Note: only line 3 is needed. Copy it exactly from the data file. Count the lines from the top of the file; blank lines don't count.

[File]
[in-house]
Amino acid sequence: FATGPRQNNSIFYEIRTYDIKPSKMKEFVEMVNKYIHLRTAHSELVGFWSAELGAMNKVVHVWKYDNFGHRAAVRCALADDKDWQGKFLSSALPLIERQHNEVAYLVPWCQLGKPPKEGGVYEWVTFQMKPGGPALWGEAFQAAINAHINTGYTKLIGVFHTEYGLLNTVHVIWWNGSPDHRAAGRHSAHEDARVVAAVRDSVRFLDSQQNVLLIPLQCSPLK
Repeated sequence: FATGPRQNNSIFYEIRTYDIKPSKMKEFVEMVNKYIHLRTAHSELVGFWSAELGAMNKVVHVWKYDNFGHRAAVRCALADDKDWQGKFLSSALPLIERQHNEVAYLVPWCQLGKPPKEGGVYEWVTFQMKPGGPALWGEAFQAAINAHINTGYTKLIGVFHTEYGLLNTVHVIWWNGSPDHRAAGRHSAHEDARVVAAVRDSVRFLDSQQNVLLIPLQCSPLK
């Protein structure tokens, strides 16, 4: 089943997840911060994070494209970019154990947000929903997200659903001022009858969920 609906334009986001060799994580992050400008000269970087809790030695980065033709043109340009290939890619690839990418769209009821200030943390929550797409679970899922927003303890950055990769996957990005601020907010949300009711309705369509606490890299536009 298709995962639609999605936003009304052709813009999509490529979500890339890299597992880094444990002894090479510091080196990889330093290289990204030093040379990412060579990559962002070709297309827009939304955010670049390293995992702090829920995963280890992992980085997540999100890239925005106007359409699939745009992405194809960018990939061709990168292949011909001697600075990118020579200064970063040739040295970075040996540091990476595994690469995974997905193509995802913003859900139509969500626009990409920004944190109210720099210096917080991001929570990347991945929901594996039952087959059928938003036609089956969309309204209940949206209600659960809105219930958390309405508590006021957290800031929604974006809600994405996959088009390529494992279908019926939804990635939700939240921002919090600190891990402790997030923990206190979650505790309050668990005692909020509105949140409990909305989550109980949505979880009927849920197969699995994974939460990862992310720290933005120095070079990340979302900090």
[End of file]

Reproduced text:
Repeated sequence: FATGPRQNNSIFYEIRTYDIKPSKMKEFVEMVNKYIHLRTAHSELVGFWSAELGAMNKVVHVWKYDNFGHRAAVRCALADDKDWQGKFLSSALPLIERQHNEVAYLVPWCQLGKPPKEGGVYEWVTFQMKPGGPALWGEAFQAAINAHINTGYTKLIGVFHTEYGLLNTVHVIWWNGSPDHRAAGRHSAHEDARVVAAVRDSVRFLDSQQNVLLIPLQCSPLK